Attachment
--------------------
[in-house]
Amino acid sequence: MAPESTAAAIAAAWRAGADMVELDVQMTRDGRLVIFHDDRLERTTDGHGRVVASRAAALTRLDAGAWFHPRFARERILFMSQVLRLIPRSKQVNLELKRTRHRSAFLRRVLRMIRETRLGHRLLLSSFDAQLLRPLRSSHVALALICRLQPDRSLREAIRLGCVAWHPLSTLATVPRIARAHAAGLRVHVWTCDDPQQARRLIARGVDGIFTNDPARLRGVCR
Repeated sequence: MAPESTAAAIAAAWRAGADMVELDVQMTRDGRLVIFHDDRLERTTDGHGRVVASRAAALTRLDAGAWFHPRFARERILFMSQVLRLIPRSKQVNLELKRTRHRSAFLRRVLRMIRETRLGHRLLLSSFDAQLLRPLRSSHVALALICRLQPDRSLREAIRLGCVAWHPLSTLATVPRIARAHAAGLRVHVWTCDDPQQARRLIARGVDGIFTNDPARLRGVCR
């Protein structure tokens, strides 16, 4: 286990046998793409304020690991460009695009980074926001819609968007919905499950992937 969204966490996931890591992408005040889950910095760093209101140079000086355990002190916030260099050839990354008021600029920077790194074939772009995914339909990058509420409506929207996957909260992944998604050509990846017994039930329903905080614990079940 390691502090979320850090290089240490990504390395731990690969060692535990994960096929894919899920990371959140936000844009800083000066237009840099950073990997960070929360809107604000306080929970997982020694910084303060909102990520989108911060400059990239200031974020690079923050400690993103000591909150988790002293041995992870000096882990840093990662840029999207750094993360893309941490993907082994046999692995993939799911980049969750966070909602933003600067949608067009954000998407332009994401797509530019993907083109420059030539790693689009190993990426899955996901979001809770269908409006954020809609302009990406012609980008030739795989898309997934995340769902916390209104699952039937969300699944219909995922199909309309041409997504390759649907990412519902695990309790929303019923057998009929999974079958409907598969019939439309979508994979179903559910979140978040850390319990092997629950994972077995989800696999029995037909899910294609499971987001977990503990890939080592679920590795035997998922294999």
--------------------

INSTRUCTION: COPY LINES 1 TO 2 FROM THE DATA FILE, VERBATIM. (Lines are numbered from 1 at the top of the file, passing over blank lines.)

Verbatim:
[in-house]
Amino acid sequence: MAPESTAAAIAAAWRAGADMVELDVQMTRDGRLVIFHDDRLERTTDGHGRVVASRAAALTRLDAGAWFHPRFARERILFMSQVLRLIPRSKQVNLELKRTRHRSAFLRRVLRMIRETRLGHRLLLSSFDAQLLRPLRSSHVALALICRLQPDRSLREAIRLGCVAWHPLSTLATVPRIARAHAAGLRVHVWTCDDPQQARRLIARGVDGIFTNDPARLRGVCR